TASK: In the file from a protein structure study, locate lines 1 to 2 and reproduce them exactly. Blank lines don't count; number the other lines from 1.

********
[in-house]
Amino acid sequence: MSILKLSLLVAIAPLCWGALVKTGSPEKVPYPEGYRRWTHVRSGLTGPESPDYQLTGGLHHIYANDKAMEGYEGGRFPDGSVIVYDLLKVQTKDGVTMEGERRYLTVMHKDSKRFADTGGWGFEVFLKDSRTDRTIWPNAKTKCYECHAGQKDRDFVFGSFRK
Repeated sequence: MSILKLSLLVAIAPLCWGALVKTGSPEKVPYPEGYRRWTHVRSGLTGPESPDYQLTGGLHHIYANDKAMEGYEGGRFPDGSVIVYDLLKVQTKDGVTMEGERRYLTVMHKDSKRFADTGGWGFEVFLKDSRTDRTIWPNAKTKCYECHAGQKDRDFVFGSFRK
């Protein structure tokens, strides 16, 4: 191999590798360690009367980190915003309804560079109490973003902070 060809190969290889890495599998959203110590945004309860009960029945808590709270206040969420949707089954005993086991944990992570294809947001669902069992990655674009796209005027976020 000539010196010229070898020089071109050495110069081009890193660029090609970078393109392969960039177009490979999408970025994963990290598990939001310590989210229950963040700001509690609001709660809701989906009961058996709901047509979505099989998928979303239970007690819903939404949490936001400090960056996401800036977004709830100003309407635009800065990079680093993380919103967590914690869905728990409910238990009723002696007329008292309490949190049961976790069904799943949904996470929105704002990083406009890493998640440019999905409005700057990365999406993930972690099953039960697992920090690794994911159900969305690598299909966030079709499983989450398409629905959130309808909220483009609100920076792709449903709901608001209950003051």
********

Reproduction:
[in-house]
Amino acid sequence: MSILKLSLLVAIAPLCWGALVKTGSPEKVPYPEGYRRWTHVRSGLTGPESPDYQLTGGLHHIYANDKAMEGYEGGRFPDGSVIVYDLLKVQTKDGVTMEGERRYLTVMHKDSKRFADTGGWGFEVFLKDSRTDRTIWPNAKTKCYECHAGQKDRDFVFGSFRK